The pandemic has magnified our nation’s failure to provide robust assistance for children and families in times of crisis. COVID-19 has also laid bare the systemic economic, social, and racial inequities embedded in our unjust systems. Today, communities of color are bearing the brunt of the fatal impacts of these injustices. People of color are more likely to have lost jobs due to COVID, are dying at more rapid rates compared to their white counterparts, and are more likely to live in poverty. As new research shows that the pandemic could cause child poverty rates to rise by 53 percent, especially for children of color, Congress must act now. Authorizing and expanding a Temporary Assistance for Needy Families (TANF) Emergency Fund and making long-term changes to the TANF block grant are more important than ever to make sure children and families can survive this crisis. Families should not have to worry where their next meal will come from or face harsh requirements that were impossible to meet even before this pandemic.
We urge Congress to act immediately to provide crucial supports to older foster youth facing the stress and disruptions resulting from the COVID-19 pandemic. Approximately 18,000 youth exit foster care without a family each year, and, unfortunately, the outcomes for these young people are discouraging even in times of economic prosperity. Data indicate that on average, two in five foster youth who “age out” of care will experience episodes of homelessness and only 50 percent of youth will be employed at age 24. The COVID-19 crisis will only exacerbate these dire outcomes.
We urge USDA to use its full authority to quickly extend the rest of the nationwide waivers, and state-specific waivers such as area eligibility, until September 30, 2020, or at least August 31, 2020. Extending the waivers is not only in the interest of public health, it also provides consistency for families and eases the administrative burden on state child nutrition agencies and FNS staff. The urgency of extending these waivers now cannot be understated as schools, local government agencies, and private nonprofits are making decisions today about whether or not they will continue to operate these programs this summer.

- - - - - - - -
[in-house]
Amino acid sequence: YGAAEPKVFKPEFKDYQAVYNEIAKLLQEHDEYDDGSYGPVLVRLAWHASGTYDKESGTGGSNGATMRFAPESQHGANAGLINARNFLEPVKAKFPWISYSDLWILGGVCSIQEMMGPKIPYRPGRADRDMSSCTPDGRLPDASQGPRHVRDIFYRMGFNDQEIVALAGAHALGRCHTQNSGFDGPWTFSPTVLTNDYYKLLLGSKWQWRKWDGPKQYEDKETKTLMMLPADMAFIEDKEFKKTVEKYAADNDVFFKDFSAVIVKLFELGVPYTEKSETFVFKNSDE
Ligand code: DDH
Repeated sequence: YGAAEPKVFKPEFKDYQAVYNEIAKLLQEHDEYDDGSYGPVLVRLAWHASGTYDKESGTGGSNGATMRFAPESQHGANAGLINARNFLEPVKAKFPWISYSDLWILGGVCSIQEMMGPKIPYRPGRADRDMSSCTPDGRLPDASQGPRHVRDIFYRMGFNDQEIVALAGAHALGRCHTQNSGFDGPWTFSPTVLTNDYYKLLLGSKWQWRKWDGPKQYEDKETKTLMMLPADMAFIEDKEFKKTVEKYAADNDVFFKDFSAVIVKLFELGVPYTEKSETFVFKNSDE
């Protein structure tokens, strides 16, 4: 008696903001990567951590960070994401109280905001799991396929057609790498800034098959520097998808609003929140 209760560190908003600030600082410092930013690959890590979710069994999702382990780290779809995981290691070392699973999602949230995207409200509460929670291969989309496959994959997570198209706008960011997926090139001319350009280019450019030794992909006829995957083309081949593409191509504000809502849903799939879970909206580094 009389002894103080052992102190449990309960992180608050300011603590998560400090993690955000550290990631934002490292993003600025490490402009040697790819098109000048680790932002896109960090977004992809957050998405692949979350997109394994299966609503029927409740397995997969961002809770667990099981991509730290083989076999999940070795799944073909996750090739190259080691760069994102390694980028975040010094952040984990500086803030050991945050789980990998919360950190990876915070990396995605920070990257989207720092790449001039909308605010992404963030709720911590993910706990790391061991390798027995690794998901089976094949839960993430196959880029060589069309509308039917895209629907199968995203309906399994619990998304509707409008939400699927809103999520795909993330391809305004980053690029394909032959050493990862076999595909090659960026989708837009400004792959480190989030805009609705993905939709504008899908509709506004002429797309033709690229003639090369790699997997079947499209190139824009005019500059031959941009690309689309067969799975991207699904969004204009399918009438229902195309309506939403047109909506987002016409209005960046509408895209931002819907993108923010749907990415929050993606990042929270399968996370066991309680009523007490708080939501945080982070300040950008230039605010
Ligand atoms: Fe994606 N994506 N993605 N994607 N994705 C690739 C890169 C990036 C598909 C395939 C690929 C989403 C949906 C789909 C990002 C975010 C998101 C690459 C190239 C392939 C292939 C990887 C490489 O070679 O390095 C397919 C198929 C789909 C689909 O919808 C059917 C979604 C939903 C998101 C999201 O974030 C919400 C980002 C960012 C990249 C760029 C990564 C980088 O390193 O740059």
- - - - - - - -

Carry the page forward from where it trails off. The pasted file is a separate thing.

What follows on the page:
CDF Urges Congress to Take Swift Action In Response to Continued Police Violence Against Black People Across the Country
Abusive police practices coupled with devastating state-sanctioned violence have exacted systemic brutality and fatality upon Black people since our nation’s founding. For too long, the cycle of police brutality and racism has been met with cosmetic tinkering instead of substantive structural change. We urge Congress to take swift and decisive legislative action in response to ongoing fatal police killings and other violence against Black people across our country. Federal statutory reforms are urgently needed on a range of policing issues, including use of force, police accountability, racial profiling, militarization, data collection, and training.
This pandemic has laid bare the catastrophic consequences of our nation’s failure to address hunger and poverty, especially for our children.
The HEROES Act, introduced yesterday in the House, includes critical supports to stabilize families and communities -- including expansions in access to paid sick and family leave, getting cash to families, additional nutrition benefits, and investments in housing assistance -- yet the legislation falls woefully short on support for child care.
The COVID-19 pandemic has laid bare the consequences of allowing so many children and families in America to live in poverty. Expanding and increasing the Child Tax Credit and creating a new Young Child Tax Credit will help reduce rapidly rising child poverty, provide meaningful assistance for working families, and help stabilize the economy during and beyond this pandemic.
Congress take immediate and comprehensive action to ensure equal educational opportunity during the COVID-19 public health crisis and beyond. Long term closures of early childhood settings, K12 schools, and college campuses, necessary to protect the safety and health of communities, have significantly exacerbated longstanding inequities in our educational system. Leadership and action from Congress can, and must, minimize the harm to marginalized students as long as COVID-19 continues to threaten the public health.
If enacted, the “Emergency Rental Assistance and Rental Market Stabilization Act” would provide states, localities, territories, and tribes with flexible resources to provide direct support to households in need with short- and medium-term rental assistance or to cover up to 6 months of back-rent and late fees. The funds may also be used to stabilize households by helping to address the cost of security deposits and utility deposits and payments, among other expenses.
Children and families struggling to make ends meet need more than just a one-time payment. Families need a larger and recurring monthly payment of $2,000 a month for every adult and child for the duration of the economic downturn. Families with children are disproportionately feeling the effects of this crisis. We all benefit when children and their families are fully supported.